Historical marker for freeman Robert Moody, African-American educator and missionary

Monday, July 8, 2024
State Gazette photo/William Northcutt



The Dyersburg-Dyer County Chamber of Commerce in coordination with the Dyer County Historical Society held a ribbon cutting for the second of three new State of Tennessee Historical Markers in the area, this one for Robert Moody, an African-American who was born as a free man in in 1828. The event took place Monday morning, July 8.

Chamber of Commerce CEO Slater Barr presented Dyer County Historian Earl Willoughby with a certificate for the ribbon cutting.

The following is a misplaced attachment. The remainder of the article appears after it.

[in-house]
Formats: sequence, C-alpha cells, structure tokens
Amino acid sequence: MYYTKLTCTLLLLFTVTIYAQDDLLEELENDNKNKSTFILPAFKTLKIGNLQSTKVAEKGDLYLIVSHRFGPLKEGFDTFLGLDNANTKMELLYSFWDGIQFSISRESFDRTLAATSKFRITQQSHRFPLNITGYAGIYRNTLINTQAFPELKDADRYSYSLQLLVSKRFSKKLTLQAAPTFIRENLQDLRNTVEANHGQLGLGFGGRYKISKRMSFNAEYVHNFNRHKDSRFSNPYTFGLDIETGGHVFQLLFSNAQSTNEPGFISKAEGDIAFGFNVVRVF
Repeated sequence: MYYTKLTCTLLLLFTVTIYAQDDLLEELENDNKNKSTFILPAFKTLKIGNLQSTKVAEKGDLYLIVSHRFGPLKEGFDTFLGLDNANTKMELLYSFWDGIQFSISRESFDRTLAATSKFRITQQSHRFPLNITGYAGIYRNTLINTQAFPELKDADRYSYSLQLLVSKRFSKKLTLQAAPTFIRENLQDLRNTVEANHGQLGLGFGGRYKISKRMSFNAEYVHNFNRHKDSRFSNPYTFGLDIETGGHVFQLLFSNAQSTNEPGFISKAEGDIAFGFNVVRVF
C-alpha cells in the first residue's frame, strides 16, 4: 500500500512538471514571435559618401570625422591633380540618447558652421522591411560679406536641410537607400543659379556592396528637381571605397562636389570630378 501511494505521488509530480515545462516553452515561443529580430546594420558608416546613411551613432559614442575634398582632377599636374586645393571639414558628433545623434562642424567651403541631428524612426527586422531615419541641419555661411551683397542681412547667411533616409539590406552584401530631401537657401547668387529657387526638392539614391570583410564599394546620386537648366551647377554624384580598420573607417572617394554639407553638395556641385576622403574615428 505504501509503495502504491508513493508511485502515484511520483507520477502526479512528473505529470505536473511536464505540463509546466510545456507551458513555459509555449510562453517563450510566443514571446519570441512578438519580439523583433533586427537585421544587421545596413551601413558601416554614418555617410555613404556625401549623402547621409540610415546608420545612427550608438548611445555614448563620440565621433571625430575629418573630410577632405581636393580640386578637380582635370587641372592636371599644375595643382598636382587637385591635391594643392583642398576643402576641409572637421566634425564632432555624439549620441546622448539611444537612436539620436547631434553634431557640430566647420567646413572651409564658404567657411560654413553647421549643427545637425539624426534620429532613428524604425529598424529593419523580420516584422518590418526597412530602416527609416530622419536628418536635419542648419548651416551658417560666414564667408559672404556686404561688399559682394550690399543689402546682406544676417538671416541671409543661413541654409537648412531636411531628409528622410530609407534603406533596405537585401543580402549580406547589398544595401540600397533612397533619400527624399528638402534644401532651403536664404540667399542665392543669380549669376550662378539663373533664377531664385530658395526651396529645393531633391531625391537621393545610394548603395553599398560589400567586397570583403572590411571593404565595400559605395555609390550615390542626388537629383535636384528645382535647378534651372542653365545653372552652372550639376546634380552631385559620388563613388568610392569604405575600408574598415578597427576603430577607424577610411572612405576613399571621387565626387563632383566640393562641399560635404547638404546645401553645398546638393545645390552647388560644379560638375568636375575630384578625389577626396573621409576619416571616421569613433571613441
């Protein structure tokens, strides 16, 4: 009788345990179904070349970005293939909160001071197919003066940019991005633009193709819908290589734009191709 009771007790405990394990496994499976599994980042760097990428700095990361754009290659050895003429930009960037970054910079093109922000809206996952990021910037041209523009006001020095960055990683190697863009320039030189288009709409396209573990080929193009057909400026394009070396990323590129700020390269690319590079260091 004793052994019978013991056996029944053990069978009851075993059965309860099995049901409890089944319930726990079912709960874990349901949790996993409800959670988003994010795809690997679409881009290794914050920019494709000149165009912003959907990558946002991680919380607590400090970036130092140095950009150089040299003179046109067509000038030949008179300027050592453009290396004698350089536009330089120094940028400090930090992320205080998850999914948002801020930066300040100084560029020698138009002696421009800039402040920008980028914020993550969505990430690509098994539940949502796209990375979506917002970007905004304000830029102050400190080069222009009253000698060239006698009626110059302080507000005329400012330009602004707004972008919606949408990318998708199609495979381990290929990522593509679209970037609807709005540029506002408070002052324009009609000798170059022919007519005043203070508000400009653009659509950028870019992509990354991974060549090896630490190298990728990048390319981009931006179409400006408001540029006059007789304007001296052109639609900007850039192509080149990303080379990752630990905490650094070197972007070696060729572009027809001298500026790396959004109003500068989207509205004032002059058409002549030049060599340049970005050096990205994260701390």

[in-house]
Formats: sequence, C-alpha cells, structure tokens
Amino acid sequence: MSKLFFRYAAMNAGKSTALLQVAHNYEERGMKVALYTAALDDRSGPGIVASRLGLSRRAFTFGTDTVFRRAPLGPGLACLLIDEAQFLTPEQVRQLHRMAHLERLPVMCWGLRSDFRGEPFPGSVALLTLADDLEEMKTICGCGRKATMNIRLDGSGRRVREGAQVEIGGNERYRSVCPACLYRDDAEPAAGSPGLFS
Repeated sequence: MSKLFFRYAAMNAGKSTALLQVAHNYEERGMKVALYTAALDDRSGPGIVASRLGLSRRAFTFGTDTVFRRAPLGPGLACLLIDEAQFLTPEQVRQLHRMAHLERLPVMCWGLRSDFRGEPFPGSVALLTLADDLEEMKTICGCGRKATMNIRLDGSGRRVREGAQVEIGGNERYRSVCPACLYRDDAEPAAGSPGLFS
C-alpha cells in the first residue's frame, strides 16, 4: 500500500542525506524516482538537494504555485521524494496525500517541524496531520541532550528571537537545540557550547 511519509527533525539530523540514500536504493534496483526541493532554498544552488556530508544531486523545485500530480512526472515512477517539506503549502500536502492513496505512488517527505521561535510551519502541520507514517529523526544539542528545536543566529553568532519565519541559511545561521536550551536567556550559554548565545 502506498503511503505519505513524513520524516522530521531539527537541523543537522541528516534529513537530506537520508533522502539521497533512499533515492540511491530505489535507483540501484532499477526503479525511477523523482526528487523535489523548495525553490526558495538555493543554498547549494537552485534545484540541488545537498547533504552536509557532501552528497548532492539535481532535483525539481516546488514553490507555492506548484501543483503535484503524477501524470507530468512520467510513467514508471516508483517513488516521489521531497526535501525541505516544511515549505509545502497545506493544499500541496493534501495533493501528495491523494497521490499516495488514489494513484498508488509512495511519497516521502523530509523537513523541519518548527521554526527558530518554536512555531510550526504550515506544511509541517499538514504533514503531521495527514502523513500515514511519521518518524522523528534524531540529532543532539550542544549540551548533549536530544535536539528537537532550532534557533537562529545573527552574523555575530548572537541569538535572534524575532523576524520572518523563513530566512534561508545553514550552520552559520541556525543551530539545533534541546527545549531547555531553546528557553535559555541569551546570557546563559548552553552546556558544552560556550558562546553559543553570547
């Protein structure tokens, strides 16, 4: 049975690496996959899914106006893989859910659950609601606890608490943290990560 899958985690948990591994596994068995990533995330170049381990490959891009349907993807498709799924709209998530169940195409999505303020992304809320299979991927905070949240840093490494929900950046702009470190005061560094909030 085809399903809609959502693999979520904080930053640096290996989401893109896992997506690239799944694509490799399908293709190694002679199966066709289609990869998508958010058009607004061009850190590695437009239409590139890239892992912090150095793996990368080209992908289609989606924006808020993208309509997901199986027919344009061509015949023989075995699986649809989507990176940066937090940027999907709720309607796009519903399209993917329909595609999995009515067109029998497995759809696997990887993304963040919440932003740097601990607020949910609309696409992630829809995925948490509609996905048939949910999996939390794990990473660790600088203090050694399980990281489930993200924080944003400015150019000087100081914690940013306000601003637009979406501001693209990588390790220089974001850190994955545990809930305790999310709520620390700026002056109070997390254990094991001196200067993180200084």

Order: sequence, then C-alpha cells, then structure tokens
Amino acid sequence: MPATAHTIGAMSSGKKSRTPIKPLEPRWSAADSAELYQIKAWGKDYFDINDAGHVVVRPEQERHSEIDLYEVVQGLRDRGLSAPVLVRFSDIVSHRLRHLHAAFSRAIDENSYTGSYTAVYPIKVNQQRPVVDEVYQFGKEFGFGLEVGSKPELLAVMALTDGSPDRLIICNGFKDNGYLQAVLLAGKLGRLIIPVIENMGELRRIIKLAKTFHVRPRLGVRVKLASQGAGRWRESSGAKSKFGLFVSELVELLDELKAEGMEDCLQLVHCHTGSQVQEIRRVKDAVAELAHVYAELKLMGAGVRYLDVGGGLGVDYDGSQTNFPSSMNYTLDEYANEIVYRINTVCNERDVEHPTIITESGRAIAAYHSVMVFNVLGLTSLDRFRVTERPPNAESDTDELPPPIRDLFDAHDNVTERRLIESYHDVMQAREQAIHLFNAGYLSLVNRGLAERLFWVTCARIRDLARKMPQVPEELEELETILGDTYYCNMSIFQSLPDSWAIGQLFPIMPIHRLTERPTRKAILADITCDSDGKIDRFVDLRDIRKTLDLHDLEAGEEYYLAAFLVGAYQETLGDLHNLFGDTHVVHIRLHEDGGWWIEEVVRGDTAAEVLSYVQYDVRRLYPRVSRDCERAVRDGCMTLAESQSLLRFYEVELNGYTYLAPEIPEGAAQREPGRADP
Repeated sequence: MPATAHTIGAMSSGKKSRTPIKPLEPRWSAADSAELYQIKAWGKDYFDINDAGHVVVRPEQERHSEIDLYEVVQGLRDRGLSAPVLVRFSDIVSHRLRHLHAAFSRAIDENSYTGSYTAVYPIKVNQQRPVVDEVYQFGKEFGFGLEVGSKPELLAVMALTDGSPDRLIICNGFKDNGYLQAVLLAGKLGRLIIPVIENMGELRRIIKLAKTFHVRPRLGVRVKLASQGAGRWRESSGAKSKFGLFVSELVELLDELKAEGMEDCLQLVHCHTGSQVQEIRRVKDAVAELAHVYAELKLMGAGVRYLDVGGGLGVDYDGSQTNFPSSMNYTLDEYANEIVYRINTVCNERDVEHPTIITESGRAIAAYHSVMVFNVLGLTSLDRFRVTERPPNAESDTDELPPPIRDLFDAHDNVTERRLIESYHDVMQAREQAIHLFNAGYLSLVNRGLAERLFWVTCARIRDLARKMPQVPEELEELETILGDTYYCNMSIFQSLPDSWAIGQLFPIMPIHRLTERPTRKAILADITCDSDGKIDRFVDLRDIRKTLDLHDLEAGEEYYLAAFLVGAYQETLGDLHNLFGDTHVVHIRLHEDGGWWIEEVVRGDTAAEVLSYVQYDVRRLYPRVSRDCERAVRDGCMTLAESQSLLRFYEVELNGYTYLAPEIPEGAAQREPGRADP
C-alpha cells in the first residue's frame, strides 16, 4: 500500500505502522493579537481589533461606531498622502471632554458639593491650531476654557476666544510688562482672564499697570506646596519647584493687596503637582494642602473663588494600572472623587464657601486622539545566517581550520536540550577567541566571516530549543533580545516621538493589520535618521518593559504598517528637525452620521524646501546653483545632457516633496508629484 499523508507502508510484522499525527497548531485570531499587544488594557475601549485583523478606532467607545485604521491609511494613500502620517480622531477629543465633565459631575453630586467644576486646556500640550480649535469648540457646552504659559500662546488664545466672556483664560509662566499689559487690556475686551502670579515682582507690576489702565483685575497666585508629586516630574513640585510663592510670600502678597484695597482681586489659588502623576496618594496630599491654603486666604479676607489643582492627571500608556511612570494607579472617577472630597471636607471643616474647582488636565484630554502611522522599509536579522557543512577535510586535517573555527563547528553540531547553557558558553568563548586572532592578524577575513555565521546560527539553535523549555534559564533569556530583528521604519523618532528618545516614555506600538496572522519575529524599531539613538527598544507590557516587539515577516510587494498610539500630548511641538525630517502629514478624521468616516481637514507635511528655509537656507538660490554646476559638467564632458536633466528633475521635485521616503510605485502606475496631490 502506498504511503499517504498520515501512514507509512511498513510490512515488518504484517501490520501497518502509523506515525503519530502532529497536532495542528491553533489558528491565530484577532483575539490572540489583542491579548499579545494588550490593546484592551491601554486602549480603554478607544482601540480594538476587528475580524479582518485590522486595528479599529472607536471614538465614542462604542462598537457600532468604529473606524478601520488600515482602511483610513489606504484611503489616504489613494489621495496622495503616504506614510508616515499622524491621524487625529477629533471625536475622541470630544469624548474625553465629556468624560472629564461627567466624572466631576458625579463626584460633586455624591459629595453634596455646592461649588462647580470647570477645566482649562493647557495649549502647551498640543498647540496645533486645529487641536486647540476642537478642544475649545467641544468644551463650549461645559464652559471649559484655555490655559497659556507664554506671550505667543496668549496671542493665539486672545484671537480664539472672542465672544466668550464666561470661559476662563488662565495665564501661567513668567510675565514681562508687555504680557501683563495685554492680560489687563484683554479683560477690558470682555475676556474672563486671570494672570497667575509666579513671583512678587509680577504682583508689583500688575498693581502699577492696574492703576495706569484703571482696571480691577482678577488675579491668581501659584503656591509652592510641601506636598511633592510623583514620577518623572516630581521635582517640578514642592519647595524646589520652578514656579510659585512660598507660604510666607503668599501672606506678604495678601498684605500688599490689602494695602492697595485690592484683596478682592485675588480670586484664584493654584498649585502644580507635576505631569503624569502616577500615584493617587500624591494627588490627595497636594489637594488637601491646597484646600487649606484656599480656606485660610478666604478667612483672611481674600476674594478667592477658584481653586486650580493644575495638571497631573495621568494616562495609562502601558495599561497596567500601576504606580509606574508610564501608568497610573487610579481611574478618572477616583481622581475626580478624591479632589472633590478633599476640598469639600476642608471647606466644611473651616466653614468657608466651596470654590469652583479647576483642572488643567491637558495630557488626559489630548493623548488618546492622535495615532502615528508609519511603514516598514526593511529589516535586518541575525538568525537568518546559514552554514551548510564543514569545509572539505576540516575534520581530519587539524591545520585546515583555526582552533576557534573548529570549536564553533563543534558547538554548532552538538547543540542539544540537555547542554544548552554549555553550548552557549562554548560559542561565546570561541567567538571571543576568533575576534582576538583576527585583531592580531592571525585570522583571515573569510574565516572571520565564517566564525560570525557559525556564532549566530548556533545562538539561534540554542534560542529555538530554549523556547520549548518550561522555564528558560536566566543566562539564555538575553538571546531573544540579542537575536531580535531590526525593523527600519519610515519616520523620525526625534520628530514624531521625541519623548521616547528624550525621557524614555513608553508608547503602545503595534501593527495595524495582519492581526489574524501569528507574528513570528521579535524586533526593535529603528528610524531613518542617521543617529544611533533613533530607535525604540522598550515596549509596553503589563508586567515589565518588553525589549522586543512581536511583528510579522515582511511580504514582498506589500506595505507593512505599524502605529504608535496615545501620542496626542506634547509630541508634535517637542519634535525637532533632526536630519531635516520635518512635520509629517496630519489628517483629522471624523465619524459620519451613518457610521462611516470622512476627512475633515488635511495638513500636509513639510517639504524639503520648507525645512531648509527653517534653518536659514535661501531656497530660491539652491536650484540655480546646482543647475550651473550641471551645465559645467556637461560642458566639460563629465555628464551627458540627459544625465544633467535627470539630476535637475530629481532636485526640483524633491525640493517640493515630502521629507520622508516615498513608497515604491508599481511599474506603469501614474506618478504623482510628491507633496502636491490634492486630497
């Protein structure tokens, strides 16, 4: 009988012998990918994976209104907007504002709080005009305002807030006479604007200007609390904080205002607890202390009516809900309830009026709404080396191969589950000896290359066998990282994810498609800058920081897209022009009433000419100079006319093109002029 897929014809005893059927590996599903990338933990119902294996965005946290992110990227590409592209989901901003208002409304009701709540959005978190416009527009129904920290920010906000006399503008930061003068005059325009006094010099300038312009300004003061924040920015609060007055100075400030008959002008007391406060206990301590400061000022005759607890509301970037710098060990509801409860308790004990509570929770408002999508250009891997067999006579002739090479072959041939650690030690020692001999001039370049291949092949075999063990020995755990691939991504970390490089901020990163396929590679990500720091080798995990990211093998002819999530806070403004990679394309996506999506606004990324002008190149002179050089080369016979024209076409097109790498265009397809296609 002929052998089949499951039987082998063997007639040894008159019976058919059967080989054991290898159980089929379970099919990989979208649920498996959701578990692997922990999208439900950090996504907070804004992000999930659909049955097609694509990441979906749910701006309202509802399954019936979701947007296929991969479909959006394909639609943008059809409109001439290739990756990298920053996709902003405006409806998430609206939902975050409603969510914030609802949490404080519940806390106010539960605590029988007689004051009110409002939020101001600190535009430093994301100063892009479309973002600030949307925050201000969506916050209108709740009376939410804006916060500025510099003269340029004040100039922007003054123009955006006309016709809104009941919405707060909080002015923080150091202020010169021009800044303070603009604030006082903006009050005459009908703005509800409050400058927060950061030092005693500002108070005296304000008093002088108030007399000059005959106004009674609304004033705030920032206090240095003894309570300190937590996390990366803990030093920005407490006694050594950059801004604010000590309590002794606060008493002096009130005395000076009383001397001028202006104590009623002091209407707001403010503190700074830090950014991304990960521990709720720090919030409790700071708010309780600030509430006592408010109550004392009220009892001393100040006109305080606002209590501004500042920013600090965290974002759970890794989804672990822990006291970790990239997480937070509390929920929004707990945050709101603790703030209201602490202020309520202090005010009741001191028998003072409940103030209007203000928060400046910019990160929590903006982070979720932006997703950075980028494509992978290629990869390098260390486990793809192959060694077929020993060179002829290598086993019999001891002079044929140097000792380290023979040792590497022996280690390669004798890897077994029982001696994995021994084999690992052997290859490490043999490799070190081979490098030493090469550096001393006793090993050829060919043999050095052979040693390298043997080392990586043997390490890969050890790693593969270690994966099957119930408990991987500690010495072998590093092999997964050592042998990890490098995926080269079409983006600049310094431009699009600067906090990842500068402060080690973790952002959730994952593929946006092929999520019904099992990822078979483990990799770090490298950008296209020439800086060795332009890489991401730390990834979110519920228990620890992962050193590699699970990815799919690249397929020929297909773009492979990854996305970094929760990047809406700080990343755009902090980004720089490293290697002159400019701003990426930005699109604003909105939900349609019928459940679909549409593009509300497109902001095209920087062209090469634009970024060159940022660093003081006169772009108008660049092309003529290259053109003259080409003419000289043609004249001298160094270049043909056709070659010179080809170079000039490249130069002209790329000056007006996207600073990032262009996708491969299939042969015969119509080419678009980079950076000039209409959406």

State Gazette photo/William Northcutt

According to the marker, Moody was “born to an enslaved man named Daniel and Jane Freeman, a free woman…” He and his mother farmed in the county. In 1856, after finishing his education in Canada, Moody freed his father by “purchasing him” at auction. His father moved to Canada, “but Moody stayed…to purchase and free Sarah McDamond, who became his…wife…” The marker also states, “From 1873 to 1880 Moody was an impactful educator and missionary in Dyer County.”

The marker is located at the intersection of US-Highway 412 West and Bill Murray Road.

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